Outrage as Rana Plaza survivors' fund goes unfilled

Benetton and JC Penney are some of the retailers who haven't donated money to help the victims' families

Fashion News
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A rescue team surveys rubble after the Rana Plaza collapse via wikimedia.org

More than a year after the deadly Rana Plaza collapse in Dhaka, Bangladesh, the victims and their families are finally being compensated with money from the Rana Plaza Trust Fund. But there's one big problem: less than half of the money needed is in there.

Business of Fashion reports that high street retailers implicated in the manufacturing disaster haven't coughed up money for the fund – and in some cases, only did so verrrry reluctantly after a public outcry. JC Penney and Benetton are two labels that haven't paid in, even though they were among the Western brands which used Rana Plaza garment manufacturers to supply clothing to their stores.   

The Rana Plaza Arrangement set up the fund to compensate victims or family members who had lost loved ones in the catastrophe. It estimated that it would need $40 million to carry out this task; but as of 4 August, only $17.9 million has been raised.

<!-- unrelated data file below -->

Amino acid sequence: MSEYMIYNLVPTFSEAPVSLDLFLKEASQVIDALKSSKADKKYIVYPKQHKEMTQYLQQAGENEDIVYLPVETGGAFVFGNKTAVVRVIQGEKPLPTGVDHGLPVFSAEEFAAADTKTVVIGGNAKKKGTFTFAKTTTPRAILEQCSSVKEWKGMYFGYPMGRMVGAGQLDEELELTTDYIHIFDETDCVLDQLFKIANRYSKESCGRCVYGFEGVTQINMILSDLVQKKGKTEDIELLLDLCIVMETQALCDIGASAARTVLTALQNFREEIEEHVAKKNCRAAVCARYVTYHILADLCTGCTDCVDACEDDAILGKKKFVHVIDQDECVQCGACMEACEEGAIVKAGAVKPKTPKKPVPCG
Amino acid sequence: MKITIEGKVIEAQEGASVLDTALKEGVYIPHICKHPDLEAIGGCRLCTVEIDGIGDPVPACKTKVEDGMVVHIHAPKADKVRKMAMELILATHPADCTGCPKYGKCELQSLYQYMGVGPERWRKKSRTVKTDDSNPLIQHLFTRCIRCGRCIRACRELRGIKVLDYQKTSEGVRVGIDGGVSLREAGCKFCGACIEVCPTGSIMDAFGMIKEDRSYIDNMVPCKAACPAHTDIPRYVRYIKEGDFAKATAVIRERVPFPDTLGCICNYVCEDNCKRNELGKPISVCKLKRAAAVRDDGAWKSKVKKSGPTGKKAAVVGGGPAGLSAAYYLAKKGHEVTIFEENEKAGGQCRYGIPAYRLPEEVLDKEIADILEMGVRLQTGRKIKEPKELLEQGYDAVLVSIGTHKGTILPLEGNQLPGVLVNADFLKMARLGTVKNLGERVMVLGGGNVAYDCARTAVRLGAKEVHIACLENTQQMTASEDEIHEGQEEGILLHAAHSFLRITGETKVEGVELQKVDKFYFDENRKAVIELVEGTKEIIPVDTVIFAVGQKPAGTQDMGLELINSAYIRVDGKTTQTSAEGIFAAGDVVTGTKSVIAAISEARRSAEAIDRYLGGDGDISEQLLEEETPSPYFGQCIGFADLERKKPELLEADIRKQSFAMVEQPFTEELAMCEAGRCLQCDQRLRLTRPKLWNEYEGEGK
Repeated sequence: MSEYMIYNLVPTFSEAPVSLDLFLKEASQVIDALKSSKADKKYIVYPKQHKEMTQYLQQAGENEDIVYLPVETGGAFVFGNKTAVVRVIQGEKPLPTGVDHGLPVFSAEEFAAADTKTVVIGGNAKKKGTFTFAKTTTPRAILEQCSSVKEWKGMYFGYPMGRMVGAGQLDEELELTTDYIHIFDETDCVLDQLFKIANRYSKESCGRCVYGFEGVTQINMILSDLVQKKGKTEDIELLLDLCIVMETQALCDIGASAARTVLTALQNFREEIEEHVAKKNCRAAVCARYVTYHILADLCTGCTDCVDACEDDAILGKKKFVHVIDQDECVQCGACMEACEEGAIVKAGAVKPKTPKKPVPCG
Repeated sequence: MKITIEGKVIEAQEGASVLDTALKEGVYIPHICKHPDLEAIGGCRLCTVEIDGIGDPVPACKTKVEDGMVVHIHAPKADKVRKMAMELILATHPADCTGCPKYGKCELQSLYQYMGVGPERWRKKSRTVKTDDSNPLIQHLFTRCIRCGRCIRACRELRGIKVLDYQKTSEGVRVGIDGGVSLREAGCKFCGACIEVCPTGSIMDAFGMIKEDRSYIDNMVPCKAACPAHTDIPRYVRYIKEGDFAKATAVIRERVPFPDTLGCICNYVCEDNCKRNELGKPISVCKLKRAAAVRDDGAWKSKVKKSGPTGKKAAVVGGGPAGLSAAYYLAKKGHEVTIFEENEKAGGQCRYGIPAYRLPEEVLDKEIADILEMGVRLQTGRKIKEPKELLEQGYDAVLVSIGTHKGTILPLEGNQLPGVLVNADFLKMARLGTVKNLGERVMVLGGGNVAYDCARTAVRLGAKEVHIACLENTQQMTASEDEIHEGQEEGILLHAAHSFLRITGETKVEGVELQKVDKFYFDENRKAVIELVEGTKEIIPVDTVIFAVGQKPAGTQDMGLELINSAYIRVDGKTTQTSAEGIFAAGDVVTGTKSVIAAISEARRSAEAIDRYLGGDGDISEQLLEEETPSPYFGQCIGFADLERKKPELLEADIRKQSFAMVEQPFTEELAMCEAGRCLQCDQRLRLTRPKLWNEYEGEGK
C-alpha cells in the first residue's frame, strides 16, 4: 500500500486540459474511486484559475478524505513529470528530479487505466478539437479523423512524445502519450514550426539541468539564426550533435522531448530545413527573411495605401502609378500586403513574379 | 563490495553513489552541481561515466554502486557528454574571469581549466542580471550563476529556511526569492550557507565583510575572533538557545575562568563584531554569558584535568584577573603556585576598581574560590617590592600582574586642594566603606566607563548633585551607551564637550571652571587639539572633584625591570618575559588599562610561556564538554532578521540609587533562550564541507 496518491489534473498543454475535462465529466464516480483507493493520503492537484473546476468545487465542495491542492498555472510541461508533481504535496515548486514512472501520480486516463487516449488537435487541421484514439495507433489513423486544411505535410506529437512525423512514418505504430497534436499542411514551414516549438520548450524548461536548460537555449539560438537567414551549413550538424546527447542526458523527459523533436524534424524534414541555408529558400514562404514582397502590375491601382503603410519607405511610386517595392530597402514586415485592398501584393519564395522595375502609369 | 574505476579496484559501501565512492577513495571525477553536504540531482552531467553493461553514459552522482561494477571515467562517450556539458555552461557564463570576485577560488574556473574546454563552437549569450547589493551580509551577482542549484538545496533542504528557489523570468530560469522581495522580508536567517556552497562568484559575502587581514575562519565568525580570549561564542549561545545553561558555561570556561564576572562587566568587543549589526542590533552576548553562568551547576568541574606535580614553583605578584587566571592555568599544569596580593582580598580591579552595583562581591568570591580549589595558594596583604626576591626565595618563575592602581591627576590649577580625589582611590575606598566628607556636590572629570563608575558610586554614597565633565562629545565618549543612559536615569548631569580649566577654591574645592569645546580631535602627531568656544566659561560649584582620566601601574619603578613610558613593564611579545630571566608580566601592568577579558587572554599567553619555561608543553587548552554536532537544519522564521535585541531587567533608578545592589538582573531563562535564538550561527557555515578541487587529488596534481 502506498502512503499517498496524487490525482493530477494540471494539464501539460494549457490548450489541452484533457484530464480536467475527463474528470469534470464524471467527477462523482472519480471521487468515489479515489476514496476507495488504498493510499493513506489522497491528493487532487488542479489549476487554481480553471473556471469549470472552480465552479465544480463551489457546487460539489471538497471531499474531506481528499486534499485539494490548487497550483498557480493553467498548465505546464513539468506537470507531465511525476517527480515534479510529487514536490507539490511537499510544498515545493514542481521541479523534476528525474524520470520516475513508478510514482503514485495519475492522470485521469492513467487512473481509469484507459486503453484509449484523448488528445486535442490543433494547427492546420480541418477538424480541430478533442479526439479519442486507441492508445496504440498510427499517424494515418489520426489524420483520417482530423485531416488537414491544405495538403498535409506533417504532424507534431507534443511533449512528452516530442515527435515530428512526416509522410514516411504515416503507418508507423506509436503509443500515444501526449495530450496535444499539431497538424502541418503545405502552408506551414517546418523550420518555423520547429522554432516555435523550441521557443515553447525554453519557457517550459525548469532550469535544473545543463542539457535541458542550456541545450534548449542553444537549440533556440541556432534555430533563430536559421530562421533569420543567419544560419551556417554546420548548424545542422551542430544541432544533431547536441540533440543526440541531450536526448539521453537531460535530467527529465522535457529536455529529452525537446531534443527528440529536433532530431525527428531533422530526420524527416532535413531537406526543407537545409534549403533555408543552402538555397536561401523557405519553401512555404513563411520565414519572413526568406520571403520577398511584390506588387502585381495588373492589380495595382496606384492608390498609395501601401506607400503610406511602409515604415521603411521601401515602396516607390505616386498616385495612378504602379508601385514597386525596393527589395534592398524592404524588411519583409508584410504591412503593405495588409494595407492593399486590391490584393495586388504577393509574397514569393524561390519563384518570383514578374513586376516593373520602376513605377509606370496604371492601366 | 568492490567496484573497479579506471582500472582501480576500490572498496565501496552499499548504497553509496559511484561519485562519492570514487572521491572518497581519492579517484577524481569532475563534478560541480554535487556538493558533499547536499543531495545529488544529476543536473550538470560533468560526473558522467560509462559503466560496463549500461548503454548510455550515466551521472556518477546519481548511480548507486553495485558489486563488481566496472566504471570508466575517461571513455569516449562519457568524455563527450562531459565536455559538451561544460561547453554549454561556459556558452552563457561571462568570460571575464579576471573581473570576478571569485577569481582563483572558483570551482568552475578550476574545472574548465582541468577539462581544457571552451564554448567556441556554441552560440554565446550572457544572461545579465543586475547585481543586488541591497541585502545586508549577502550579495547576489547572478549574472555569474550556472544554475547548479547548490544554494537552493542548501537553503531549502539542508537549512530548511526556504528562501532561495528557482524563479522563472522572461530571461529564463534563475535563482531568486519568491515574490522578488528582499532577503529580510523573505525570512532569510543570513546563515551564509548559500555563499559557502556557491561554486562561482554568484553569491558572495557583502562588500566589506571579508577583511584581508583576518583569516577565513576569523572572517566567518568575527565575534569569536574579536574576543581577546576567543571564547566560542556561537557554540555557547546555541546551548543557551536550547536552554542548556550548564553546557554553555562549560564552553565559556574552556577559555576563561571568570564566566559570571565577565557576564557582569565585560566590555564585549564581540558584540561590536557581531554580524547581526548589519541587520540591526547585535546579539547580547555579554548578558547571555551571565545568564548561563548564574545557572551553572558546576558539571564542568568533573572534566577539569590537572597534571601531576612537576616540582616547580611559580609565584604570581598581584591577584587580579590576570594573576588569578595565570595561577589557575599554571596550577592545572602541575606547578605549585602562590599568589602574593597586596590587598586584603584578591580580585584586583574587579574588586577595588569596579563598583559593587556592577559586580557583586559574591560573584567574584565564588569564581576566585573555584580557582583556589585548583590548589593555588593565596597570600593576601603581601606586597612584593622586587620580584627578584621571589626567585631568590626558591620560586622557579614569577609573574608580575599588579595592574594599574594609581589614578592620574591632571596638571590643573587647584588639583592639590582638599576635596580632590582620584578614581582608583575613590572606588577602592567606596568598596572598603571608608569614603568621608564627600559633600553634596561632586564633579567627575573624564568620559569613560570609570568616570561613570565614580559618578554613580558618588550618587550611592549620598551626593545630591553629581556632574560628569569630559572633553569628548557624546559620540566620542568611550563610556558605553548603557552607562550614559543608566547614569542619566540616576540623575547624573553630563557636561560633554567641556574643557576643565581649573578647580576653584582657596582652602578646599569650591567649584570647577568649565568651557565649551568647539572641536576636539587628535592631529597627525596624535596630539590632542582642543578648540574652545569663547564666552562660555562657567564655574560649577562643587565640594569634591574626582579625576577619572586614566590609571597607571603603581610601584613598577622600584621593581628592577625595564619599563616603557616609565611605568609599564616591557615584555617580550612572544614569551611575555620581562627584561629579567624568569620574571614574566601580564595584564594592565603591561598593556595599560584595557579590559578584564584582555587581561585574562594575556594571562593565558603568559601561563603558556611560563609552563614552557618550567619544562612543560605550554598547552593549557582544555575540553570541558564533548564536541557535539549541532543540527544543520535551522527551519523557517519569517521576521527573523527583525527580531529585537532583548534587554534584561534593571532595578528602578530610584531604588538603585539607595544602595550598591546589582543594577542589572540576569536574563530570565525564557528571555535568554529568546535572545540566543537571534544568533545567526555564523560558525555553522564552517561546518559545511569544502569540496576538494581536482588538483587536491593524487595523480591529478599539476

Matalan is one brand that has offered compensation, but only after groups like Fashion Revolution and 38 Degrees lobbied the company for its contribution. Tens of thousands of people called and emailed the British retailer in protest, with 1,000 tweets sent to Matalan per hour, lambasting them for not paying up. 

It has since donated an undisclosed sum to the fund, although a statement on its website makes it clear that it takes no responsibility for the disaster: "We wish to make it clear that we have never been ordered by any organisation to pay compensation or been found culpable for the tragedy. However, our company is happy to continue to make substantial contributions to help the people who need it most."

Debenhams, H&M Conscious Foundation, Primark and Mango are among the retailers who have contributed to the fund (you can see a full list of donors here). Unfortunately, labels who don't pay up face no legal ramifications – donations are not mandatory and are left up to the brand's discretion.

But as Dazed writer Susie Bubble points out, a better form of compensation would be to work out the percentage of each retailer's output from Rana Plaza manufacturers, and hold them financially accountable accordingly. That's probably a long way off, given that companies are actively trying to wriggle out of claiming responsibility the tragedy. But we think Susie sums it up best with this:

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